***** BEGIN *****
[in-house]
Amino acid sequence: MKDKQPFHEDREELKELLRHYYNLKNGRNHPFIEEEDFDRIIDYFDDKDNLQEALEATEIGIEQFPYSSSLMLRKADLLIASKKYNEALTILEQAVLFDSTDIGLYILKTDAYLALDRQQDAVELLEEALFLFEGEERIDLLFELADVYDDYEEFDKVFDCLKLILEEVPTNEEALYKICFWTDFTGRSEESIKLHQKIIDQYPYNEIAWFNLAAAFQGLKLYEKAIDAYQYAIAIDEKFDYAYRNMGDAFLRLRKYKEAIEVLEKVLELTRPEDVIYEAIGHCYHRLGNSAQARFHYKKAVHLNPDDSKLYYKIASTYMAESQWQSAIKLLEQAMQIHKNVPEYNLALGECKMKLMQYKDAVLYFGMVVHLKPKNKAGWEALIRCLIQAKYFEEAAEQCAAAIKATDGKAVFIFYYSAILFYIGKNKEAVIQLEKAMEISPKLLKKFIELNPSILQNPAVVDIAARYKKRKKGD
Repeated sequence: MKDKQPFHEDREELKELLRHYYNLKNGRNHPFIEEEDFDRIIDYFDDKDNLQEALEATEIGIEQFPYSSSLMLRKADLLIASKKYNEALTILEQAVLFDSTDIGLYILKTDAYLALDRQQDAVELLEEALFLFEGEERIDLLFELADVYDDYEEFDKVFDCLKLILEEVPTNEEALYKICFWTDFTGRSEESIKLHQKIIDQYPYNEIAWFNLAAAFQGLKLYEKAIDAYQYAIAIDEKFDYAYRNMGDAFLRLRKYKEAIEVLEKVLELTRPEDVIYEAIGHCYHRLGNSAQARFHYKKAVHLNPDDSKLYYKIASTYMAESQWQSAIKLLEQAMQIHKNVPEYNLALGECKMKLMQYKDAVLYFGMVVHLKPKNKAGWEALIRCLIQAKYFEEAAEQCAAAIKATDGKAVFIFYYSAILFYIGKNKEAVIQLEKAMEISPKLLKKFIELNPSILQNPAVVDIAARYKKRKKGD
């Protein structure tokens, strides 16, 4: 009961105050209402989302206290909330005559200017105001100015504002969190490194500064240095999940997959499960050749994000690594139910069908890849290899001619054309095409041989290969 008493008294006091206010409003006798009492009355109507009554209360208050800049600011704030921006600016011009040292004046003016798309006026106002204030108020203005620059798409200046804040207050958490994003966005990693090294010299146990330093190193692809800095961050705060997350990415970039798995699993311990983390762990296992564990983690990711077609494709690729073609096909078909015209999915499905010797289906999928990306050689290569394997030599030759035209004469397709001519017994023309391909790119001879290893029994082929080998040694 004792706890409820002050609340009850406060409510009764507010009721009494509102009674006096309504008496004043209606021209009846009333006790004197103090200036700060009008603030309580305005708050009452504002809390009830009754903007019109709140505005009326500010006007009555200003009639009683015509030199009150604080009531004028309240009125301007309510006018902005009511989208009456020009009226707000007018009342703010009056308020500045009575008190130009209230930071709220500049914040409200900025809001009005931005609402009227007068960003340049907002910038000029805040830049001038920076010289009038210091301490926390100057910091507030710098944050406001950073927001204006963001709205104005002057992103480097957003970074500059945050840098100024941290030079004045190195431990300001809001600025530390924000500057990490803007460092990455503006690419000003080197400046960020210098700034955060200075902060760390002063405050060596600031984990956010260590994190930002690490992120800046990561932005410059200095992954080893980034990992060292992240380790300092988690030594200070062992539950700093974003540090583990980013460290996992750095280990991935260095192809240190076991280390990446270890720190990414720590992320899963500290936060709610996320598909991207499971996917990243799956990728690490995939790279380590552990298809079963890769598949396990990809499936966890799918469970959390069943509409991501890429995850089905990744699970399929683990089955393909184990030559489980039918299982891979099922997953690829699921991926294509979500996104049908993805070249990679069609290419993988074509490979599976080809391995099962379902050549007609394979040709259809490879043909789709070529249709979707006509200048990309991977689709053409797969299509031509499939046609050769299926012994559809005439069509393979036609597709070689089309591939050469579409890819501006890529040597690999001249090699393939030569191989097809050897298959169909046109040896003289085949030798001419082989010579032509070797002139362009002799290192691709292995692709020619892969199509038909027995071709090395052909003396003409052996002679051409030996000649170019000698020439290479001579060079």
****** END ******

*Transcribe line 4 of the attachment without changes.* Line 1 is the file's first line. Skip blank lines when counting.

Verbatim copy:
């Protein structure tokens, strides 16, 4: 009961105050209402989302206290909330005559200017105001100015504002969190490194500064240095999940997959499960050749994000690594139910069908890849290899001619054309095409041989290969 008493008294006091206010409003006798009492009355109507009554209360208050800049600011704030921006600016011009040292004046003016798309006026106002204030108020203005620059798409200046804040207050958490994003966005990693090294010299146990330093190193692809800095961050705060997350990415970039798995699993311990983390762990296992564990983690990711077609494709690729073609096909078909015209999915499905010797289906999928990306050689290569394997030599030759035209004469397709001519017994023309391909790119001879290893029994082929080998040694 004792706890409820002050609340009850406060409510009764507010009721009494509102009674006096309504008496004043209606021209009846009333006790004197103090200036700060009008603030309580305005708050009452504002809390009830009754903007019109709140505005009326500010006007009555200003009639009683015509030199009150604080009531004028309240009125301007309510006018902005009511989208009456020009009226707000007018009342703010009056308020500045009575008190130009209230930071709220500049914040409200900025809001009005931005609402009227007068960003340049907002910038000029805040830049001038920076010289009038210091301490926390100057910091507030710098944050406001950073927001204006963001709205104005002057992103480097957003970074500059945050840098100024941290030079004045190195431990300001809001600025530390924000500057990490803007460092990455503006690419000003080197400046960020210098700034955060200075902060760390002063405050060596600031984990956010260590994190930002690490992120800046990561932005410059200095992954080893980034990992060292992240380790300092988690030594200070062992539950700093974003540090583990980013460290996992750095280990991935260095192809240190076991280390990446270890720190990414720590992320899963500290936060709610996320598909991207499971996917990243799956990728690490995939790279380590552990298809079963890769598949396990990809499936966890799918469970959390069943509409991501890429995850089905990744699970399929683990089955393909184990030559489980039918299982891979099922997953690829699921991926294509979500996104049908993805070249990679069609290419993988074509490979599976080809391995099962379902050549007609394979040709259809490879043909789709070529249709979707006509200048990309991977689709053409797969299509031509499939046609050769299926012994559809005439069509393979036609597709070689089309591939050469579409890819501006890529040597690999001249090699393939030569191989097809050897298959169909046109040896003289085949030798001419082989010579032509070797002139362009002799290192691709292995692709020619892969199509038909027995071709090395052909003396003409052996002679051409030996000649170019000698020439290479001579060079």